Byline: Faye Brookman

NEW YORK — Fun Cosmetics is flirting with the other side.
Normally a resource for trendy promotions in chain stores, Fun has crossed the mass-class line and started selling to Bloomingdale’s. The division of Federated Department Stores first experimented with Fun last Halloween when it sold a themed promotional kit, called FUN NYC, that included a combination of cosmetics for party wear.
According to Kristin Penta, founder and creative director of Fun, the item was so successful that Bloomingdale’s decided to continue the relationship with the Hillside, N.J.-based manufacturer by carrying other seasonal kits.
Bloomingdale’s is currently stocking a Millennium promotion from Fun called Petal to the Metal, a kit with hair glitter spray, metallic eyelashes and graphite nail polish, retailing for $10.
For spring, the retailer will sell Fun’s So Citrus, a case resembling an orange peel filled with two fruit-flavored lip glosses and retailing for $10.
“These are great values,” said Penta. “The Millennium kit is perfect for a person who doesn’t want to spend too much on an item she’ll wear once with her glitter halter for New Year’s Eve.”
To differentiate the offer from Fun’s mass market goods, all labels at Bloomingdale’s are labeled Fun Exclusively at Bloomingdale’s. Penta said Bloomingdale’s executives opted to keep the Fun name because Penta is building a following among young customers who see her on television, when she periodically is interviewed about fashion trends on CNN. Penta will also be making personal appearances at Bloomingdale’s flagship store in Manhattan.
The products are located in Bloomingdale’s Trend section, near other edgy beauty brands such as Urban Decay and Hard Candy. “Bloomingdale’s realized they needed fashion items that shoppers could pick up as gifts that were affordable, or products that allow people to try new trends without a major investment,” Penta noted.
A big difference between working with prestige retailers versus mass, said Penta, is the shorter lead time needed by department stores. “You can’t show a mass retailer something for Valentine’s Day; they are working on back-to-school.”
Penta, however, hopes her foray into department stores will further enhance her products for mass. “We always try to be the class of mass,” she said. “People are cross-shopping, so it isn’t unusual to buy some things at Bloomingdale’s and others at Duane Reade.”
Fun is expanding its reach in mass-market doors, too. Traditionally a line brought in to add promotional excitement at Walgreen Co., the company now has a permanent display throughout the chain’s store base. Industry sources estimate that Fun’s added distribution could push retail sales to the $10 million by the end of 2000.
“We were doing a private label pencil program for Walgreens with a 3.5-inch pencil priced at 59 cents and a 7-inch pencil for 79 cents. We decided if we were doing well without a brand, imagine how well we could do by adding the name,” Penta said. The display will also feature Eyebrows 101, a kit to help groom eyebrows including tweezers, grooming gel, brush, two shadows and a training booklet. “Eyebrows are the hottest thing, but many people don’t know how to do their own. This kit has everything you need,” she said. The kit retails for $5.99.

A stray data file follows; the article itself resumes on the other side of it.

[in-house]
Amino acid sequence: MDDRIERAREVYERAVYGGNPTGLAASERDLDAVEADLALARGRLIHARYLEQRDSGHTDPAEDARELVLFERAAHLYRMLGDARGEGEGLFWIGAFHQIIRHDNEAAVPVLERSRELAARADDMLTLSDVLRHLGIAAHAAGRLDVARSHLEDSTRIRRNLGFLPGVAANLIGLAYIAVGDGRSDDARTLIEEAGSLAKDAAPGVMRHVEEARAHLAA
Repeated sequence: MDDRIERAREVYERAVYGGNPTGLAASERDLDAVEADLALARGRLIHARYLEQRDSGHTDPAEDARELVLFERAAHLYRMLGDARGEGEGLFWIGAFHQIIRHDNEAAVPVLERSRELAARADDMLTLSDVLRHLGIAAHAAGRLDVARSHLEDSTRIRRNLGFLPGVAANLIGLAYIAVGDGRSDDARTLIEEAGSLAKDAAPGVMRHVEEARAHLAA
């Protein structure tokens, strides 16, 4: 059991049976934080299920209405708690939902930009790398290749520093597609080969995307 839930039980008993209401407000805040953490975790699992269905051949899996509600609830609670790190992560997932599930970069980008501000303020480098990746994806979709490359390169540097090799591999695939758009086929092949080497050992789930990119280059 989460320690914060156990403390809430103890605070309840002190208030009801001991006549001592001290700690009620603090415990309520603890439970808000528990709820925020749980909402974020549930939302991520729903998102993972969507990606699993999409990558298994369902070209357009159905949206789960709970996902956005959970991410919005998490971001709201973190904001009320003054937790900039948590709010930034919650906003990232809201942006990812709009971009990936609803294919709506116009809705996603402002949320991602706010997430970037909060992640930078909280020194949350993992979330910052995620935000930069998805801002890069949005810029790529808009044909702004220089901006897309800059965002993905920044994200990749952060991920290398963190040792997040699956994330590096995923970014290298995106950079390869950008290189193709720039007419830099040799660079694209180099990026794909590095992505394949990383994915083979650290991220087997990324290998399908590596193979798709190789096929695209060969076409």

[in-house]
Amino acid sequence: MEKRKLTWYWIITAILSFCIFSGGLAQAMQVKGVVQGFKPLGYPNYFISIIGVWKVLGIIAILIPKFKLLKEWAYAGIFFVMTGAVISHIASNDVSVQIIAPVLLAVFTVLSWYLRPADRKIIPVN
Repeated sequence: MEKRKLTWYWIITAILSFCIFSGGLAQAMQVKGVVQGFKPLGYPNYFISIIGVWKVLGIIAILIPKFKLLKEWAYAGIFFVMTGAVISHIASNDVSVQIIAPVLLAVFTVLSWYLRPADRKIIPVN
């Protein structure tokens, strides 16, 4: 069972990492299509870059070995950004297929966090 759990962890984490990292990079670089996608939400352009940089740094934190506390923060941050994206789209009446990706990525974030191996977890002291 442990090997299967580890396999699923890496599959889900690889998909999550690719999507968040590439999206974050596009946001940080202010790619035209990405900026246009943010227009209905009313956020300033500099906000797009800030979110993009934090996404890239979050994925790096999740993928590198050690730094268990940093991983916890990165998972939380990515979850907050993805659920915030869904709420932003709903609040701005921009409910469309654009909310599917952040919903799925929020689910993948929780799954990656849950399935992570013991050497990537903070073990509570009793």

Fun is also branching beyond color into face makeup, but in the tradition of the firm, it is in a unique method. “When I went out to buy shoe polish, it occurred to me to make face polish,” said Penta of her products that are packaged in shoe polish tins with a suggested retail of $5.99. New makeup sponges are available with whimsical decorations called Sassy Sponges. Penta, seeing an upswing in permanent lip stains, created Lip Juice, a semi-permanent lip stain for the mass market with a price tag of $2.99.
Another new lip product is a lip gloss called So Phat, No Fat, and includes flavors like strawberry shortcake and tiramisu. “And if you can’t put some on, you can scratch the scratch and sniff label and get a whiff,” Penta said.
While there’s a plethora of new lines bombarding the teenage shopper, Penta said Fun has noticed its reach is extending to women in their 30s and 40s. “We noticed we were getting editorial in magazines like Woman’s Day and Good Housekeeping. Working women or new moms don’t always have the time to shop a department store — they appreciate running into the drugstore and finding items like ours,” she said.
Despite the addition of older consumers, Penta said her products will remain on the cutting edge without being too trendy. “We’ve never been a bubble gum line.”
Penta said Fun Cosmetics is also being offered on a new Web site, “We went with them because they set up their site to have mass and class products. I think customers understand that because they go back and forth between prestige and mass brands,” she said.

There’s a new team at Rite Aid Corp. and they plan to maintain, rather than sell, the remaining stores on the West Coast. Robert G. Miller, a former top executive with Kroger Company and Fred Meyer Inc., has been tapped as chairman and chief executive, following the departure of Martin Grass.
Grass, son of the chain’s founder, was forced out of the chain in October after announcing Rite Aid would have to restate its profits for the past three years. In addition to Miller, Mary F. Sammons was named president and chief operating officer. She, too, had been at Fred Meyer.
The new team, familiar with retailing on the West Coast from Fred Meyer, wants to clean up the 1,000 stores and re-merchandise them in hopes of winning back shoppers.

load comments
blog comments powered by Disqus